Texas plant explosion prompts calls for stricter rules


The fire and explosion that destroyed the West Fertilizer chemical plant in Texas on 17 April, killing at least 14 people and injuring more than 200, has resulted in calls to tighten US chemical handling regulations.

Federal officials have determined that the blast was caused by ammonium nitrate, which represents about 2% of the total applied nitrogen fertiliser in the US. The compound is a strong oxidiser that reacts energetically with organic materials, and can detonate when heated strongly.

The Blast destroyed the plant and surrounding buildings, including a school and a care home © Charles Dharapak/AP/Press Association Images

Specifically, the West explosion resulted from an intense fire in a wooden warehouse, which caused approximately 30 tons of ammonium nitrate to detonate, according to US Chemical Safety Board (CSB).

The CSB, which is an independent federal agency that investigates major chemical accidents and develops safety recommendations to prevent their recurrence, found that the ammonium nitrate was stored in combustible wooden bins, inside a warehouse that was also combustible and lacked fire-resistant partitions or a sprinkler system.

In addition, the building contained significant amounts of combustible seeds, which likely contributed to the fire’s intensity, as well as large stores of potentially flammable anhydrous ammonia.

During a Senate Environment and Public Works (EPW) Committee hearing on 27 June, CSB Chairman Rafael Moure-Eraso stated that ammonium nitrate fertiliser storage ‘falls under a patchwork of US safety standards and guidance’. He said the holes include a lack of federal, state or local rules restricting storage of large amounts of ammonium nitrate near homes schools and hospitals.

US lags behind

Other nations have gone much further than the US on ammonium nitrate safety. The UK recommends dedicated, noncombustible storage buildings and noncombustible bins, Moure-Eraso noted. In the US, even the most current National Fire Protection Association (NFPA) standard allows ammonium nitrate to be stored in wooden buildings and in wooden bins, and does not mandate automatic sprinkler systems unless more than 2500 tons is being stored. That threshold vastly exceeds the approximately 30 tons of ammonium nitrate that devastated West Fertilizer.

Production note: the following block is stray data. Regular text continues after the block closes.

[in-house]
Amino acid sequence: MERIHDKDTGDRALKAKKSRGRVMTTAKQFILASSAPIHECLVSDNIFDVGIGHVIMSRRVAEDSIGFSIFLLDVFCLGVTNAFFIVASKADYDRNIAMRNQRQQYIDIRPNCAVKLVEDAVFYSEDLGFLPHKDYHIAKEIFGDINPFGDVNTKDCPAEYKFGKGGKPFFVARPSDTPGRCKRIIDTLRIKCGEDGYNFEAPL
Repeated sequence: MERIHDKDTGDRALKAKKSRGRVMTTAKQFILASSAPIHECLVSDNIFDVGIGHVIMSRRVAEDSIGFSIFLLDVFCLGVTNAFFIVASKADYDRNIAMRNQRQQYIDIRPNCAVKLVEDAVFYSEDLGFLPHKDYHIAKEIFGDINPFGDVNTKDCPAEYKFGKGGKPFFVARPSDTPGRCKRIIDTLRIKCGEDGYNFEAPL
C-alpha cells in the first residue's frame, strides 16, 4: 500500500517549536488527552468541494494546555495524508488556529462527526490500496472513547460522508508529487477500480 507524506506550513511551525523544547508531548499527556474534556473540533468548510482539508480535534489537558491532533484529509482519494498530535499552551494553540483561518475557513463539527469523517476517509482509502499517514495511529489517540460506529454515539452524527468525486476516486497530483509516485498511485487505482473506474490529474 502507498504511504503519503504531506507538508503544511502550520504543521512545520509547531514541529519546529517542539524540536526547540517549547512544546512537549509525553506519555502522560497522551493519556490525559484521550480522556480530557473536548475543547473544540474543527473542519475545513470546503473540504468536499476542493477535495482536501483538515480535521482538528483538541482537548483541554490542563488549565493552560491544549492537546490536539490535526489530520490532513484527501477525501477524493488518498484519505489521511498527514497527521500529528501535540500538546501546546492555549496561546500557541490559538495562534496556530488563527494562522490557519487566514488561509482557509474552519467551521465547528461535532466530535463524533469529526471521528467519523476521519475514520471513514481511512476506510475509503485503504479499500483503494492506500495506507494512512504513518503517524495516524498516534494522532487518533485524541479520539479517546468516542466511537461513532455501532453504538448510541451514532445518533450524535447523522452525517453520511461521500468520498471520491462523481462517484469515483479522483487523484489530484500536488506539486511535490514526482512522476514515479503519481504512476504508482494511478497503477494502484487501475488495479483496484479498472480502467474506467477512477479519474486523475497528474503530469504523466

The US Environmental Protection Agency (EPA) and Occupational Safety and Health Administration (OSHA) resources for process safety are ‘under duress’, according to Moure-Eraso’s testimony. He called for modernisation of regulations, as well as increased inspection and prevention activities.

Furthermore, he suggested that states could increase the number of dedicated process safety inspectors, and that companies could identify and commit to following the best safety standards from around the world, subject to approval and oversight by a ‘competent, well-funded’ regulator.

Action at all levels

The issue has caught the attention of at least one key lawmaker – California Democrat Senator Barbara Boxer, who chairs the EPW committee that has jurisdiction over environmental effects of toxic substances. She has called on the governors of all 50 US states to review applicable policies to ensure ammonium nitrate is stored safely.

At a 9 July press conference, Boxer also urged the EPA to  mandate that ammonium nitrate be stored under safe conditions. ‘It is inexcusable that the EPA has not updated its alerts since 1997 on this issue, given the information that we have,’ she said. ‘We know it has to be stored in a separate facility when it is present in such large quantities, and be protected from fire.’

Meanwhile, there appears to be significant activity at the state level. At a hearing of the Texas House of Representatives’ Homeland Security and Public Safety Committee on 17 June, the director of the Texas Department of Public Safety, Steve McCraw, discussed plans to create a dangerous chemical facility register – patterned after the state’s sex offender register. It would allow members of the public to retrieve a list of nearby chemical facilities, McGraw explained.

‘Wouldn’t you want to know if there is a chemical facility in your neighborhood with hazardous materials, ammonium nitrate or other types of chemicals,’ McGraw asked. ‘The answer is yes.’

 


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